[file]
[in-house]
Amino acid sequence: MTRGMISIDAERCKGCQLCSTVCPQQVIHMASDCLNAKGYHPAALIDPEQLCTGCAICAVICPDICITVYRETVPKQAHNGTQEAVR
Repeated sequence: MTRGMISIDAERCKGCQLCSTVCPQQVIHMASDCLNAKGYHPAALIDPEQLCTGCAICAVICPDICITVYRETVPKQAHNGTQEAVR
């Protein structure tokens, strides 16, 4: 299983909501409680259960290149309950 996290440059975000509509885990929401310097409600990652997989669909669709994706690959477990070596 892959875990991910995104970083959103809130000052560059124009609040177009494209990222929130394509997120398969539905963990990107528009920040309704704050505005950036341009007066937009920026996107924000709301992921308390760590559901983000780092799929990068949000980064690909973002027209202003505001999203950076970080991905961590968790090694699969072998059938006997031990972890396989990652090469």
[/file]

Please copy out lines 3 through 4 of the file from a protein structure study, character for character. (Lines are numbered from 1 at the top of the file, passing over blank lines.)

Repeated sequence: MTRGMISIDAERCKGCQLCSTVCPQQVIHMASDCLNAKGYHPAALIDPEQLCTGCAICAVICPDICITVYRETVPKQAHNGTQEAVR
């Protein structure tokens, strides 16, 4: 299983909501409680259960290149309950 996290440059975000509509885990929401310097409600990652997989669909669709994706690959477990070596 892959875990991910995104970083959103809130000052560059124009609040177009494209990222929130394509997120398969539905963990990107528009920040309704704050505005950036341009007066937009920026996107924000709301992921308390760590559901983000780092799929990068949000980064690909973002027209202003505001999203950076970080991905961590968790090694699969072998059938006997031990972890396989990652090469």